With regards to the ECB (Thursday), most economists expect another +50bps hike that would take the deposit rate to 2.50%. They also emphasize the importance of communicating expectations for the March meeting since core and underlying inflation remain sticky. The team sees further +50bps and +25bps hikes in March and May, respectively, and a terminal rate of 3.25%.
For the BoE decision that same day, DB economists differ with BofA and see another +50bps (vs 25bps) hike that will take the Bank Rate to 4%. That will potentially be the last 'forceful' hike in this tightening cycle. Although their view is that services and wages data warrant such a move, the risks are tilted to the downside. They continue to call for a 4.5% terminal rate as inflation pressures remain resilient.
European markets have lots of data to run through ahead of those decisions, with Eurozone Q4 GDP, inflation and labor market data all released early this week. Most of the key data will be out tomorrow, including Q4 GDP data for Germany, France, Italy and the Eurozone as well as CPI reports for Germany and France. Eurozone aggregates for the CPI and unemployment rate are released on Wednesday. DB economists expect Eurozone HICP to decline to 8.4% in January (vs 9.2% yoy in December) and continue falling to c.3.5% in Q4 this year. Core inflation is seen staying in a 5.0-5.5% range throughout first half of this year.
Finally, let's not forget about earnings, although that's impossible with a whopping 107 S&P companies reporting, including Apple, Amazon, Alphabet, Meta, Ford, AMD, Amgen, Qualcomm, Starbucks and dozens more.
Courtesy of DB, here is a day-by-day calendar of events
Monday January 30
- Data: US January Dallas Fed manufacturing activity, UK January Lloyds business barometer, Japan December jobless rate, retail sales, industrial production, Italy December PPI, Eurozone January economic, industrial and services confidence
- Central banks: ECB's Villeroy speaks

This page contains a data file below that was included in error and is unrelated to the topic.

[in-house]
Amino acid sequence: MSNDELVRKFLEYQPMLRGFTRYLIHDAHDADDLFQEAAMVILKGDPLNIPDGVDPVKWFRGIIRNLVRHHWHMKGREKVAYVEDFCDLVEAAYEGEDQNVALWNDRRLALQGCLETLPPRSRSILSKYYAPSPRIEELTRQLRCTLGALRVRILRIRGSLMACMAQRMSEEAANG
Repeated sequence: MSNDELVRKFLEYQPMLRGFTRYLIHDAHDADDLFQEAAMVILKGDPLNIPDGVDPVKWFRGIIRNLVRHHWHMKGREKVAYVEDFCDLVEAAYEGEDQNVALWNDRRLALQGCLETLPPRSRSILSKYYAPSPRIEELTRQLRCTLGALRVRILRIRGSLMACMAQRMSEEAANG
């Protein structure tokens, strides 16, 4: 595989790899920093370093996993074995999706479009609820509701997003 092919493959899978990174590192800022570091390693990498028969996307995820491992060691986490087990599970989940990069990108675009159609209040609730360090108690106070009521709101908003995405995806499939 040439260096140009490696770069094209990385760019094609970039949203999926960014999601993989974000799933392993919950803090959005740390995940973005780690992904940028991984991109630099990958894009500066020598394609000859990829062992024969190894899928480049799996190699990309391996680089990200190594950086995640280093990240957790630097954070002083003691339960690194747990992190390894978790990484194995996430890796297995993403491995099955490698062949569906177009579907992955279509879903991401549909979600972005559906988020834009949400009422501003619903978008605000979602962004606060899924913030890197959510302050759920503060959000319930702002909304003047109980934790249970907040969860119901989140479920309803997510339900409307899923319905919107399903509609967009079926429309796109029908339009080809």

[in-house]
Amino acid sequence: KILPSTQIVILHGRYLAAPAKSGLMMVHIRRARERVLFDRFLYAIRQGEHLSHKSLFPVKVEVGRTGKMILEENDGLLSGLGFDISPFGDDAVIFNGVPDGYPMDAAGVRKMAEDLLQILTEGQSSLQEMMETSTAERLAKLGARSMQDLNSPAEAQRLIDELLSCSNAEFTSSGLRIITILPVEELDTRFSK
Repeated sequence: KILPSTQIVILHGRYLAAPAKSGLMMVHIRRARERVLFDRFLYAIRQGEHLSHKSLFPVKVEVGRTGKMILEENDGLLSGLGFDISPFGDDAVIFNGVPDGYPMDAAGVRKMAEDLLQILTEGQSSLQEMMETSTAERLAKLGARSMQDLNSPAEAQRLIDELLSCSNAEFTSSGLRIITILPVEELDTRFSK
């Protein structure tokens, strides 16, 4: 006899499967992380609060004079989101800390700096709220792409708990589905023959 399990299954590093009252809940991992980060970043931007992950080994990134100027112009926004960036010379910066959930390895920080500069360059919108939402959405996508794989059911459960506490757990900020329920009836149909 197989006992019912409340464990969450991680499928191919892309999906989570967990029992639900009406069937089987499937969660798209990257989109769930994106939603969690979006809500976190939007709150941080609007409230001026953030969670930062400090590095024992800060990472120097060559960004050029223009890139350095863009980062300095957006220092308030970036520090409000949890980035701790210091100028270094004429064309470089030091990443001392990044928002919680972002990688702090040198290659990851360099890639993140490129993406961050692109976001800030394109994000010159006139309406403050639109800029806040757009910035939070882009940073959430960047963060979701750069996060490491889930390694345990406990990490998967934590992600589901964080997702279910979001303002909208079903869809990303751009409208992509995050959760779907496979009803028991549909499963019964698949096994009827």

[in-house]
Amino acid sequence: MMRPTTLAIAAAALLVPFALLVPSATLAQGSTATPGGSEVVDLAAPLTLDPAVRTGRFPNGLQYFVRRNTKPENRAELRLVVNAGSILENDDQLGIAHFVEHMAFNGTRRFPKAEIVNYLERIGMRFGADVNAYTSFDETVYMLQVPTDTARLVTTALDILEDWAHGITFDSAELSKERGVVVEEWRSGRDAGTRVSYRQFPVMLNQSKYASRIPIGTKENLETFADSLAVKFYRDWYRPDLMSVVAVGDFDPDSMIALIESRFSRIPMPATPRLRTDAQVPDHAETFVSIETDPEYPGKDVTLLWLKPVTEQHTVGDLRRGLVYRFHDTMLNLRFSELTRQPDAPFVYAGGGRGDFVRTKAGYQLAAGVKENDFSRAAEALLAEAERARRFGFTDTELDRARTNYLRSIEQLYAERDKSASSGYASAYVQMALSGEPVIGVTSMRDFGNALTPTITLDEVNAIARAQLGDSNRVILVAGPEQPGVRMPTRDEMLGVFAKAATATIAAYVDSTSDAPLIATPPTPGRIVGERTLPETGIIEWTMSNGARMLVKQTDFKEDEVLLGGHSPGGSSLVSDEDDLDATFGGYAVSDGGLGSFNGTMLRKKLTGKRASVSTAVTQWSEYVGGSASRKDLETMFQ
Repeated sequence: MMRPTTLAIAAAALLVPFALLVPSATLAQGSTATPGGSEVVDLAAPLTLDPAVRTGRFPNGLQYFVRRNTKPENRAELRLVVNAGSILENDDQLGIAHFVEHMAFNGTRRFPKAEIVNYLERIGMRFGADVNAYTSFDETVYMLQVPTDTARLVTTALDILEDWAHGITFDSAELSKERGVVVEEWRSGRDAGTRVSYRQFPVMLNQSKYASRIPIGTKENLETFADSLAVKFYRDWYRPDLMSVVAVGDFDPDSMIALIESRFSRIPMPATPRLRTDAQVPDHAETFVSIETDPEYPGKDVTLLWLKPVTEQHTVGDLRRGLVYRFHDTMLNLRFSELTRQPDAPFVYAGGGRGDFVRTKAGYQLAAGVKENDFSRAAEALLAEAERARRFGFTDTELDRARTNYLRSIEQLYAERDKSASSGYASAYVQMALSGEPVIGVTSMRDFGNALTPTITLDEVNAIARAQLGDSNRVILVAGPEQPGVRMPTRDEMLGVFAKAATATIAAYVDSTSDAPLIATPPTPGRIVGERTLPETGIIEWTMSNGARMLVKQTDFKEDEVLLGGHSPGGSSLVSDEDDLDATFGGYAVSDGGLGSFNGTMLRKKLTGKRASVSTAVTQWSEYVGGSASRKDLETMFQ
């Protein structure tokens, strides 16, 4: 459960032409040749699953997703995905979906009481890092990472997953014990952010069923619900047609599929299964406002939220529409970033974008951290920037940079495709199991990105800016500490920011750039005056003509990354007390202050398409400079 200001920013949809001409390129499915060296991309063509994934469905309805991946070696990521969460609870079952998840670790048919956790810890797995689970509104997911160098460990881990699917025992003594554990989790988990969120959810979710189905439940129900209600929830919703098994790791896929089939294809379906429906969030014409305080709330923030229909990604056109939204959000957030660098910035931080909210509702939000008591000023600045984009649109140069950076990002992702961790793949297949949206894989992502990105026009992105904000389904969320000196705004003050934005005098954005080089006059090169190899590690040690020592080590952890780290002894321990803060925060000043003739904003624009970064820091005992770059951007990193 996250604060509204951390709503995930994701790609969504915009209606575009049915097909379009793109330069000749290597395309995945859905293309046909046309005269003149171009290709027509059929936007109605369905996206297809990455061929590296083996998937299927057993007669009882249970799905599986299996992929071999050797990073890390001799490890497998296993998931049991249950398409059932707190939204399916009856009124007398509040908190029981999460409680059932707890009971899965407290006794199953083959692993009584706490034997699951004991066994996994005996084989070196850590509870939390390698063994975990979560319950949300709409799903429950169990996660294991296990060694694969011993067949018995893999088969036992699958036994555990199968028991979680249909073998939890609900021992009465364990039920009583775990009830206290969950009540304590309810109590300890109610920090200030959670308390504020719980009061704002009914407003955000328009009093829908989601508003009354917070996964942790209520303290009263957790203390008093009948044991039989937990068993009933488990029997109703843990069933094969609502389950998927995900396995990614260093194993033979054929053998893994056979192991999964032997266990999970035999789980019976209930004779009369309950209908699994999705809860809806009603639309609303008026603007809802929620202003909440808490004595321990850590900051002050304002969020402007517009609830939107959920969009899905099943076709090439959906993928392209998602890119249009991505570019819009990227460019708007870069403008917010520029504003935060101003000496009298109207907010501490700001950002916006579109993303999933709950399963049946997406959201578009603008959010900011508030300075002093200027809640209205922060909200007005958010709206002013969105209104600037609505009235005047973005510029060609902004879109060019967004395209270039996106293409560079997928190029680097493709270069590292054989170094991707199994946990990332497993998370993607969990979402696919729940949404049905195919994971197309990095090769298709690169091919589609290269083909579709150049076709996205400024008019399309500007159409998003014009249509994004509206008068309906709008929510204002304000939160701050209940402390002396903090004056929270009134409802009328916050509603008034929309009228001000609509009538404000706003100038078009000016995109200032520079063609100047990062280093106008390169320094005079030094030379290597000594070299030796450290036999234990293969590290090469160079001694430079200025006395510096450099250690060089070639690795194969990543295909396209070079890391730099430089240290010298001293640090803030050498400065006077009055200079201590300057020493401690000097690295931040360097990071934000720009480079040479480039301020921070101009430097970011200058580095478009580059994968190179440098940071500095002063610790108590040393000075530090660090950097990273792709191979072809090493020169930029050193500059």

- Earnings: Sumitomo Mitsui Financial, NXP Semiconductors, Ryanair
- Other: IMF's world economic outlook update
Tuesday January 31
- Data: US Q4 employment cost index, January Conference Board consumer confidence, MNI Chicago PMI, Dallas Fed services activity, November FHFA house price index, China January PMIs, December industrial profits, UK December consumer credit, mortgage approvals, M4, Japan January consumer confidence index, December housing starts, Italy Q4 GDP, December unemployment rate, hourly wages, Germany Q4 GDP, January CPI, unemployment change, France Q4 GDP, January CPI, December PPI, consumer spending, Eurozone Q4 GDP, Canada November GDP
- Central banks: Euro Area bank lending survey
- Earnings: Samsung Electronics, Exxon Mobil, Pfizer, McDonald's, UPS, Amgen, Caterpillar, AMD, Stryker, Mondelez, UBS, Moody's, GM, MSCI, Electronic Arts, Spotify, Snap
Wednesday February 1
- Data: US January ISM manufacturing index, total vehicle sales, ADP report, December JOLTS report job openings, construction spending, China Caixin manufacturing PMI, Japan January monetary base, Italy January CPI, manufacturing PMI, new car registrations, budget balance, Eurozone January CPI, December unemployment rate, Canada January manufacturing PMI
- Central banks: Fed decision
- Earnings: SK Hynix, Novo Nordisk, Meta, Orsted, Thermo Fisher Scientific, Novartis, T-Mobile, Altria, Boston Scientific, GSK, BBVA, Peloton
Thursday February 2
- Data: US Q4 unit labor costs, nonfarm productivity, December factory orders, initial jobless claims, Germany December trade balance, France December budget balance, Canada December building permits